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The history of Pittsburgh’s 240-year-old Treaty of Fort Pitt will come to life this weekend
Descendants of the Delaware Nation will return to mark the occasion.
Sep 26 2018 · 5:40 a.m.
https://theincline.com/2018/09/26/the-h … s-weekend/
On this month 240 years ago, representatives of the newly formed United States and leaders of the Delaware Nation met near Pittsburgh’s Point to negotiate a historic treaty.
Known as the Treaty of Fort Pitt, the September 1778 agreement promised the U.S. government military access to the Ohio Country, and it assured the Delaware Nation their own state and their own representation in Congress. It was intended to create peace.
“Both could see the benefit of this treaty," said Justin Meinert, living history program coordinator at the Fort Pitt Museum, part of the Heinz History Center. “It’s important because it’s considered the first official treaty between an American Indian Nation and the U.S. government."
The Fort Pitt Musuem, in partnership with descendants of the Delaware Nation, will host an event this weekend to commemorate the 240th anniversary of the landmark treaty.
The Treaty of Fort Pitt: 240th Anniversary Commemoration will feature reenactments of treaty negotiations, performances of traditional Delaware social dances, and the chance to interact with historical interpreters to learn about 18th-century life and diplomacy at Fort Pitt. Activities are free to the public, with the exception of an evening lecture titled “First in Peace: The Delaware Indian Nation and its 1778 Treaty with the United States."
Despite weeks of negotiation, the treaty didn’t stick.
“It didn’t work out very well," Meinert said. “Most of the treaty actually collapses within just a few months of its signing."
When Chief White Eyes, who helped to negotiate the treaty, died in Nov. 1778, it marked a turning point for the agreement’s fate as the American Revolution continued.
“With his death you start to see things take a turn and collapse and fail," Meinert said.
But it was never determined what — or who — actually killed him. At first, it was said that he died of smallpox, though later it was revealed that he was killed, Meinert said.
During the negotiation process, leaders from each side would discuss part of the treaty, take a break, then talk some more, he explained. The discussions were closed to the public, but news travels, so people would have known what was happening, Meinert added.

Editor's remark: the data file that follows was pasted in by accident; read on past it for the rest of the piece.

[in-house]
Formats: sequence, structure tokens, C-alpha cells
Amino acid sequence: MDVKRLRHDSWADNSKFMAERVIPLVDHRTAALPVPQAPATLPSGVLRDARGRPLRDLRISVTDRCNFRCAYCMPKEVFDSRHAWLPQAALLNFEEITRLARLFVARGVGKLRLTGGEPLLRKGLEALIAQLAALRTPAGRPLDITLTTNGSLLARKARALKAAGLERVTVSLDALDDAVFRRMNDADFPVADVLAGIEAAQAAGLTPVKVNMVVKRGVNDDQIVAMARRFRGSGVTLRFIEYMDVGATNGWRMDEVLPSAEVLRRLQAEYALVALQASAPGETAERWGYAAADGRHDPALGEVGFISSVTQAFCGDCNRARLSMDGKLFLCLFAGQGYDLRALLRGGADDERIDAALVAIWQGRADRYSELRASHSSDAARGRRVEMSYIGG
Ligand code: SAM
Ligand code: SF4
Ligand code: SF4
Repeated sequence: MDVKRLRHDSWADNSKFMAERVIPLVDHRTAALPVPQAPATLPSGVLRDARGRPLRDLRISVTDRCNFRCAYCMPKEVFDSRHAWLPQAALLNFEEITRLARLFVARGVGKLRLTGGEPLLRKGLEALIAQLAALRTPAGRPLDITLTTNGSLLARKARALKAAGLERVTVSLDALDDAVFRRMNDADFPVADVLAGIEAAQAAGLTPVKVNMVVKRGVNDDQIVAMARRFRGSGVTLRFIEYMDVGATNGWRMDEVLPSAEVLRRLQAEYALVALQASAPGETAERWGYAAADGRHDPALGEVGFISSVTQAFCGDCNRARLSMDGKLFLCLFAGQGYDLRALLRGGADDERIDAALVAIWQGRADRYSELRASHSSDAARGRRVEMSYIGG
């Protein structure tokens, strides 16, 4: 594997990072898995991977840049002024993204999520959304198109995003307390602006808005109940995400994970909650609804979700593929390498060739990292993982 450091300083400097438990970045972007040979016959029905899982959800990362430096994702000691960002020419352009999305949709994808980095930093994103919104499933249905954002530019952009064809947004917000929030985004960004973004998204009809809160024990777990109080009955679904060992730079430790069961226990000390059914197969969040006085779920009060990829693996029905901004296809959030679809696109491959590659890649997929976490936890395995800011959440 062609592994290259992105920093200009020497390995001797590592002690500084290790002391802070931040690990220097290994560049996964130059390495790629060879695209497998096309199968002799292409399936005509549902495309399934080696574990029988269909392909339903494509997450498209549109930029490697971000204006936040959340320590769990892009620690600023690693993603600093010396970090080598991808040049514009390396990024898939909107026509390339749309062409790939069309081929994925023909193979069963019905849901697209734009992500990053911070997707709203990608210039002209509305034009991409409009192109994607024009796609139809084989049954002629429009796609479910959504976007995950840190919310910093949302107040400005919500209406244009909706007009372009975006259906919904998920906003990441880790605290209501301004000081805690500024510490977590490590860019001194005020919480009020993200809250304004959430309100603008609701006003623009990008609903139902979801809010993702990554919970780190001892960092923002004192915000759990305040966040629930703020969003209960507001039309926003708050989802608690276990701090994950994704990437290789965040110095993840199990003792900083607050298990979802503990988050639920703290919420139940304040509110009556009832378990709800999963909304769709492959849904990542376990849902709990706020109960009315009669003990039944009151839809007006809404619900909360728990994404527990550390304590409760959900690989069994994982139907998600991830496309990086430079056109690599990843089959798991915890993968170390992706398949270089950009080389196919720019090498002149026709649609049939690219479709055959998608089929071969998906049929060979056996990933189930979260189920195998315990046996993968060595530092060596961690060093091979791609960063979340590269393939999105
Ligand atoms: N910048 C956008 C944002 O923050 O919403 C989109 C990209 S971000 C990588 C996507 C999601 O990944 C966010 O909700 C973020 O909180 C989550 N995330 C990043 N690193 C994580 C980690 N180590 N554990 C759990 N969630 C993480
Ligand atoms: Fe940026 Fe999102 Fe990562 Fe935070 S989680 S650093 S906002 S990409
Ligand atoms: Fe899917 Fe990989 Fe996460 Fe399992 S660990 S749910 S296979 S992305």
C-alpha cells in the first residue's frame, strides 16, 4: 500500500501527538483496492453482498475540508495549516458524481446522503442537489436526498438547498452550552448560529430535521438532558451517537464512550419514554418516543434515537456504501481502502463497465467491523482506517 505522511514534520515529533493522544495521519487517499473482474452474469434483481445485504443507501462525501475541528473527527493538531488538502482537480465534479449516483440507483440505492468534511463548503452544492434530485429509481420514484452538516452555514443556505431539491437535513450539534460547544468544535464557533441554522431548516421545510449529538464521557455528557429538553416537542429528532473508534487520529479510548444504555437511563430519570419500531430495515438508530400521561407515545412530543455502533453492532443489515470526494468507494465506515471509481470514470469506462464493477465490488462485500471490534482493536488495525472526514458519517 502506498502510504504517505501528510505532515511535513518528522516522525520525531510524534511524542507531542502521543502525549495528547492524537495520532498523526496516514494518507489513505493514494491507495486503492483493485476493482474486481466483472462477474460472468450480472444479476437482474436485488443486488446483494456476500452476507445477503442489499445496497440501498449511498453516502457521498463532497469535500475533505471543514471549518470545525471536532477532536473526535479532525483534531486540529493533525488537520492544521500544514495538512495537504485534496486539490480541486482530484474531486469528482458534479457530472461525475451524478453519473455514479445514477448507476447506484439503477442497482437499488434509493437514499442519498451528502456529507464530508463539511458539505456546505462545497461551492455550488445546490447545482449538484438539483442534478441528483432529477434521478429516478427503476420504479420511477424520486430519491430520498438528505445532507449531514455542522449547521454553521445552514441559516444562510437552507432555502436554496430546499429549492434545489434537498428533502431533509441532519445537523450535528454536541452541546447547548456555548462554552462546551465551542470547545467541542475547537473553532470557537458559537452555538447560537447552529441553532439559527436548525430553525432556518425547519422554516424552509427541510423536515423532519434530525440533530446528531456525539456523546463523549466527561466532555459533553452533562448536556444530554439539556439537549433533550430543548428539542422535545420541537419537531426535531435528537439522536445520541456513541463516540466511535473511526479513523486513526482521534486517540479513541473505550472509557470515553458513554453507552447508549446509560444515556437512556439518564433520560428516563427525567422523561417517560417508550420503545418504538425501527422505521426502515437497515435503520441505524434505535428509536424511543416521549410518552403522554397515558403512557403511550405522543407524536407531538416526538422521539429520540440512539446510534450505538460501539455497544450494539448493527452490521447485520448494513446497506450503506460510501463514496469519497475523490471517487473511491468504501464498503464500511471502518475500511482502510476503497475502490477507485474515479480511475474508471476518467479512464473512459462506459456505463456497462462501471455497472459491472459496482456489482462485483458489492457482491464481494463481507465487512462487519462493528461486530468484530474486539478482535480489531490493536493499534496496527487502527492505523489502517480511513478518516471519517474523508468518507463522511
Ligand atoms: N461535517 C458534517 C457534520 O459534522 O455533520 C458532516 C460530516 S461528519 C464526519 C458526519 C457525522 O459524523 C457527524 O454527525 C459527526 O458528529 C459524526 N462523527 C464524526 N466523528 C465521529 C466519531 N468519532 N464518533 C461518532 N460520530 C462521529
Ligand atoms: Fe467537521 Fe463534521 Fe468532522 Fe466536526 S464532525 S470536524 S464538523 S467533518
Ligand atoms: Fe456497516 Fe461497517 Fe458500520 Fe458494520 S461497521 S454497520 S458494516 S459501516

There was a language barrier, but it wasn’t too hard for leaders to surmount.
“We know American Indians in the 18th century speak several different languages, not (just) their own language but French and English as well," Meinert said.
Military leaders around Pittsburgh would have understood the Delaware language, as well. White Eyes gave his speech in the Delaware language, with an interpreter nearby, he said.
The exact location of the meetings isn’t known, but they certainly would have signed the document somewhere near the Point, Meinert said.
“This was probably done in some house here in Pittsburgh at Fort Pitt," he said.
Houses in the area at that time ranged from rough one-room cabins to fancier homes with siding, glass windows, and trim.
“Pittsburgh would have been starting to really develop during this time," he said. “In the Golden Triangle, there would have been houses and warehouses — mainly people living here to support Fort Pitt and to support the fur trade."
Congress sent representatives from the colonies to attend the meetings, while “most of the people from the Delaware Nation would have been coming from Ohio and other towns," Meinert said.
Descendants of the Delaware Nation, who now live in Oklahoma, will travel to Pittsburgh to participate in the event.
“Not only are they descendants and members of the Delaware Nation, they are descendants from other Nations that lived in the Pittsburgh area," Meinert said. “This might be a lot of people’s chance to meet people that were at one time indigenous to this area of Pittsburgh. They can learn about the culture of the Delaware Nation not only in the 18th century but in the 21st century today — it’s still a living breathing culture."